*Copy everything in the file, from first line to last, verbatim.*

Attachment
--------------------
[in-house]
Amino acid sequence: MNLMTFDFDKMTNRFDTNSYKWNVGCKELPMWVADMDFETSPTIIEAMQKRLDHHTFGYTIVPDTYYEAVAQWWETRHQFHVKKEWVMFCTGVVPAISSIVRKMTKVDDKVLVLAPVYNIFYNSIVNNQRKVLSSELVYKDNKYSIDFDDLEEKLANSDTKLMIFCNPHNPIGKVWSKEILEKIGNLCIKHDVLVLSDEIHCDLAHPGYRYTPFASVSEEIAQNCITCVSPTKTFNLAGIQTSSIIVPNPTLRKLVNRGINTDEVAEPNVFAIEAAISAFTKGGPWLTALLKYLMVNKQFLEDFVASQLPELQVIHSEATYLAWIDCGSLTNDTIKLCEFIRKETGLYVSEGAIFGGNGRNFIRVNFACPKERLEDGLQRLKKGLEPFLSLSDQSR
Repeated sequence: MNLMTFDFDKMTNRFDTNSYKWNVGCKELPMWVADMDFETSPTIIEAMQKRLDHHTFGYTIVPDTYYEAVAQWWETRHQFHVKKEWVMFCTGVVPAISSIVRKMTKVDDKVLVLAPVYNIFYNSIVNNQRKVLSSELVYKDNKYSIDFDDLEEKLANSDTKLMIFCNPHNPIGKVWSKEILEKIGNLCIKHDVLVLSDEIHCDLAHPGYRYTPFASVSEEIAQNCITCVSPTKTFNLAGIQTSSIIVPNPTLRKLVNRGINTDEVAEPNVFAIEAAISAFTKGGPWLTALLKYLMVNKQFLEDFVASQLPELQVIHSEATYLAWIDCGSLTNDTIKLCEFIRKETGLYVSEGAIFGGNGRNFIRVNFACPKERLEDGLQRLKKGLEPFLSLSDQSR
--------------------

[in-house]
Amino acid sequence: MNLMTFDFDKMTNRFDTNSYKWNVGCKELPMWVADMDFETSPTIIEAMQKRLDHHTFGYTIVPDTYYEAVAQWWETRHQFHVKKEWVMFCTGVVPAISSIVRKMTKVDDKVLVLAPVYNIFYNSIVNNQRKVLSSELVYKDNKYSIDFDDLEEKLANSDTKLMIFCNPHNPIGKVWSKEILEKIGNLCIKHDVLVLSDEIHCDLAHPGYRYTPFASVSEEIAQNCITCVSPTKTFNLAGIQTSSIIVPNPTLRKLVNRGINTDEVAEPNVFAIEAAISAFTKGGPWLTALLKYLMVNKQFLEDFVASQLPELQVIHSEATYLAWIDCGSLTNDTIKLCEFIRKETGLYVSEGAIFGGNGRNFIRVNFACPKERLEDGLQRLKKGLEPFLSLSDQSR
Repeated sequence: MNLMTFDFDKMTNRFDTNSYKWNVGCKELPMWVADMDFETSPTIIEAMQKRLDHHTFGYTIVPDTYYEAVAQWWETRHQFHVKKEWVMFCTGVVPAISSIVRKMTKVDDKVLVLAPVYNIFYNSIVNNQRKVLSSELVYKDNKYSIDFDDLEEKLANSDTKLMIFCNPHNPIGKVWSKEILEKIGNLCIKHDVLVLSDEIHCDLAHPGYRYTPFASVSEEIAQNCITCVSPTKTFNLAGIQTSSIIVPNPTLRKLVNRGINTDEVAEPNVFAIEAAISAFTKGGPWLTALLKYLMVNKQFLEDFVASQLPELQVIHSEATYLAWIDCGSLTNDTIKLCEFIRKETGLYVSEGAIFGGNGRNFIRVNFACPKERLEDGLQRLKKGLEPFLSLSDQSR